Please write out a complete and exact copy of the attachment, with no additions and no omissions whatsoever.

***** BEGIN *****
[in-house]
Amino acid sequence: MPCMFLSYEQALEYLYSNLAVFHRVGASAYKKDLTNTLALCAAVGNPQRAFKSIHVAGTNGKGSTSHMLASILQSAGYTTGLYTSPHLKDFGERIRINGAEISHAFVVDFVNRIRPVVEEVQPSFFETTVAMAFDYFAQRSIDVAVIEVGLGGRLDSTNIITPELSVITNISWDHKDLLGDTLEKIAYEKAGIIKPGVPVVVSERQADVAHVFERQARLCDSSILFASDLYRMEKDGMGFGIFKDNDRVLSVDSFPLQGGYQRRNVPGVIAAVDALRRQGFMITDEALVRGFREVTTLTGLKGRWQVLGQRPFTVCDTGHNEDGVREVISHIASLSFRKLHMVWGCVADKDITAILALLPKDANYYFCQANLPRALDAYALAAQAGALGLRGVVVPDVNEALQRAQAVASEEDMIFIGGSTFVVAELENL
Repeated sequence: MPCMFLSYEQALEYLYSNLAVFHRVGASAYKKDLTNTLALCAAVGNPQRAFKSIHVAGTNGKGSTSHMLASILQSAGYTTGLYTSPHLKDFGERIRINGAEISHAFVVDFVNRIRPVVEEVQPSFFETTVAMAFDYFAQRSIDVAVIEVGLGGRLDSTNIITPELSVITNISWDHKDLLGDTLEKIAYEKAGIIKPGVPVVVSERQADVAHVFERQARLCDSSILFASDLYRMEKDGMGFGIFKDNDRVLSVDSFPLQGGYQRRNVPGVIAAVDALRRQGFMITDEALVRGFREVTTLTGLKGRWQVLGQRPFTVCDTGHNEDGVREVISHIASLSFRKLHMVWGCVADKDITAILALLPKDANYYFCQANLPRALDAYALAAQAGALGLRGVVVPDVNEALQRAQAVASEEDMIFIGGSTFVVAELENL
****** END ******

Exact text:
[in-house]
Amino acid sequence: MPCMFLSYEQALEYLYSNLAVFHRVGASAYKKDLTNTLALCAAVGNPQRAFKSIHVAGTNGKGSTSHMLASILQSAGYTTGLYTSPHLKDFGERIRINGAEISHAFVVDFVNRIRPVVEEVQPSFFETTVAMAFDYFAQRSIDVAVIEVGLGGRLDSTNIITPELSVITNISWDHKDLLGDTLEKIAYEKAGIIKPGVPVVVSERQADVAHVFERQARLCDSSILFASDLYRMEKDGMGFGIFKDNDRVLSVDSFPLQGGYQRRNVPGVIAAVDALRRQGFMITDEALVRGFREVTTLTGLKGRWQVLGQRPFTVCDTGHNEDGVREVISHIASLSFRKLHMVWGCVADKDITAILALLPKDANYYFCQANLPRALDAYALAAQAGALGLRGVVVPDVNEALQRAQAVASEEDMIFIGGSTFVVAELENL
Repeated sequence: MPCMFLSYEQALEYLYSNLAVFHRVGASAYKKDLTNTLALCAAVGNPQRAFKSIHVAGTNGKGSTSHMLASILQSAGYTTGLYTSPHLKDFGERIRINGAEISHAFVVDFVNRIRPVVEEVQPSFFETTVAMAFDYFAQRSIDVAVIEVGLGGRLDSTNIITPELSVITNISWDHKDLLGDTLEKIAYEKAGIIKPGVPVVVSERQADVAHVFERQARLCDSSILFASDLYRMEKDGMGFGIFKDNDRVLSVDSFPLQGGYQRRNVPGVIAAVDALRRQGFMITDEALVRGFREVTTLTGLKGRWQVLGQRPFTVCDTGHNEDGVREVISHIASLSFRKLHMVWGCVADKDITAILALLPKDANYYFCQANLPRALDAYALAAQAGALGLRGVVVPDVNEALQRAQAVASEEDMIFIGGSTFVVAELENL